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Two silly questions..

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Two silly questions..

Postby Vluuv » Wed Jul 24, 2013 3:28 pm

I have two questions, both maybe slightly silly, but I'd still like to make sure I know for sure before I move on to the more complicated grammar.

First off, the book I'm using gave me an example about using an adjective as the nominal part of the predicate. The sentence it gave me is as follows:
"Ή ύδρα μεγαλη έστι και φοβερα."
The book translates this as "The snake is big and frightening." All I was wondering is if it could also be translated as "The big snake is frightening." I know it's a bit silly, but I was wondering if there was something I missed or maybe a particular reason why they translated it that way.

My second question is about the use of predicative adjectives. My textbook said that those don't only tell you something about the noun they conjugate with, but also about the way that noun is "doing something". One of the examples they gave was "Ό Αίασ μονοσ βαινει", which would translate as Ajax walks alone. Now I tried looking this up, but I couldn't really find it: What is the difference between predicative adjectives and adverbs in Ancient Greek? Is there a different meaning or is it just a different way to phrase something?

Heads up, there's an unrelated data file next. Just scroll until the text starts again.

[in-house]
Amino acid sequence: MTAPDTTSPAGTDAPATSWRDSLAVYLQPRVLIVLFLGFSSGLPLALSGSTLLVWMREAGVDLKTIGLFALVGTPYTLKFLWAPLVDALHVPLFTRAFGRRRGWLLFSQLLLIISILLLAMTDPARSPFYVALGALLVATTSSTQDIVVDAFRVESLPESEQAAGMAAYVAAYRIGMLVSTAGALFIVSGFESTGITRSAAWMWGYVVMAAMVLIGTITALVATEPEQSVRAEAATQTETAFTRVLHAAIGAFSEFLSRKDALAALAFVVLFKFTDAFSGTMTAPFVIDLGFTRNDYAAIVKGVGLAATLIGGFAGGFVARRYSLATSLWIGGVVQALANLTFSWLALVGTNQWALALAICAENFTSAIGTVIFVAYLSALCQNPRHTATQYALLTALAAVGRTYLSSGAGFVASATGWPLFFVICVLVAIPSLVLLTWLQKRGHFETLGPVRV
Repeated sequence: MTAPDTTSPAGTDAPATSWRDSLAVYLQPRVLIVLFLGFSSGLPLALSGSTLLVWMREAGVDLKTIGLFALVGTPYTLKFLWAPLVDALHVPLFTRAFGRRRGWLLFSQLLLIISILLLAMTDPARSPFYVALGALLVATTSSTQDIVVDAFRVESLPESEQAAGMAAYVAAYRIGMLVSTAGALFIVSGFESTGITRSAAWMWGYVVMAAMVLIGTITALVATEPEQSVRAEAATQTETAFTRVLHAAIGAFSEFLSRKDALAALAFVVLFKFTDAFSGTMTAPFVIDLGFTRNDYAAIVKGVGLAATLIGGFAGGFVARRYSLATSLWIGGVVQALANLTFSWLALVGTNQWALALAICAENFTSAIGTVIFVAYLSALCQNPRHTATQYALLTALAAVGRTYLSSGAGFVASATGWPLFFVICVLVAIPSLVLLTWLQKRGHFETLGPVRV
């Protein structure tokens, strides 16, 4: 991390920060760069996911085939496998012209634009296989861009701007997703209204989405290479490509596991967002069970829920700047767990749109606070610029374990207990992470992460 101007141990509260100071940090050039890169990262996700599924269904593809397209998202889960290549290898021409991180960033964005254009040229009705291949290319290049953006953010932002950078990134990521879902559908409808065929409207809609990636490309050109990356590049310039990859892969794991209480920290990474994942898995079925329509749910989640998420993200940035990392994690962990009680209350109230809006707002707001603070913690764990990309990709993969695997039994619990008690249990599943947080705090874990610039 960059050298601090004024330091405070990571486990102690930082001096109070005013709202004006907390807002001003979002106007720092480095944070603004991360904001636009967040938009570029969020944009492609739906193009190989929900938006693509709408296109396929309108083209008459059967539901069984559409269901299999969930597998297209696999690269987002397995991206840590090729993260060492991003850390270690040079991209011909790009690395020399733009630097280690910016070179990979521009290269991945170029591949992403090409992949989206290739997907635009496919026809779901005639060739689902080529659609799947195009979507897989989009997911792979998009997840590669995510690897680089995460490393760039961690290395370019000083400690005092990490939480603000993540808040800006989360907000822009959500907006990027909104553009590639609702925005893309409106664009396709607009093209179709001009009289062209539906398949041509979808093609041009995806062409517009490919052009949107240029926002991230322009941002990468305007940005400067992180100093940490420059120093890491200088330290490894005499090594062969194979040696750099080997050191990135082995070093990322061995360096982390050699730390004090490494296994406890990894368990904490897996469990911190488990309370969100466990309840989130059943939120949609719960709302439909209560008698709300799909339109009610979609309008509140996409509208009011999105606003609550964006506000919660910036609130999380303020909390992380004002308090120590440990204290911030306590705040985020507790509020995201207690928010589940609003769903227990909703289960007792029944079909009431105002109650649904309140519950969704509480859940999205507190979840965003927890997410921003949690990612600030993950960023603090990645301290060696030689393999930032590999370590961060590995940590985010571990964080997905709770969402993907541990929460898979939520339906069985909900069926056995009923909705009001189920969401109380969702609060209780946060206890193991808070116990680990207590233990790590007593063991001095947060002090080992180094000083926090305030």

Vluuv
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Re: Two silly questions..

Postby Markos » Sun Aug 04, 2013 3:23 pm

Vluuv wrote:"Ή ύδρα μεγαλη έστι και φοβερα."
The book translates this as "The snake is big and frightening." All I was wondering is if it could also be translated as "The big snake is frightening."


No, that would require the article in attributive position, either ἡ μεγάλη ὕδρα ἐστι καὶ φοβερά. or ἡ ὕδρα ἡ μεγάλη ἐστι καὶ φοβερά. But don't worry about how it can be translated. Worry about what it means. Close your eyes, think about what the Hydra looks like, and put it in your own terms.

Image
μεγάλη ἐστι καὶ δεινὴ ἡ φοβερὰ ὕδρα!

What is the difference between predicative adjectives and adverbs in Ancient Greek? Is there a different meaning or is it just a different way to phrase something?


Adjectives are very often used in Greek where in English we would expect an adverb. No, I don't believe there is any substantial difference in meaning between μόνος βαίνει and μόνον βαίνει.
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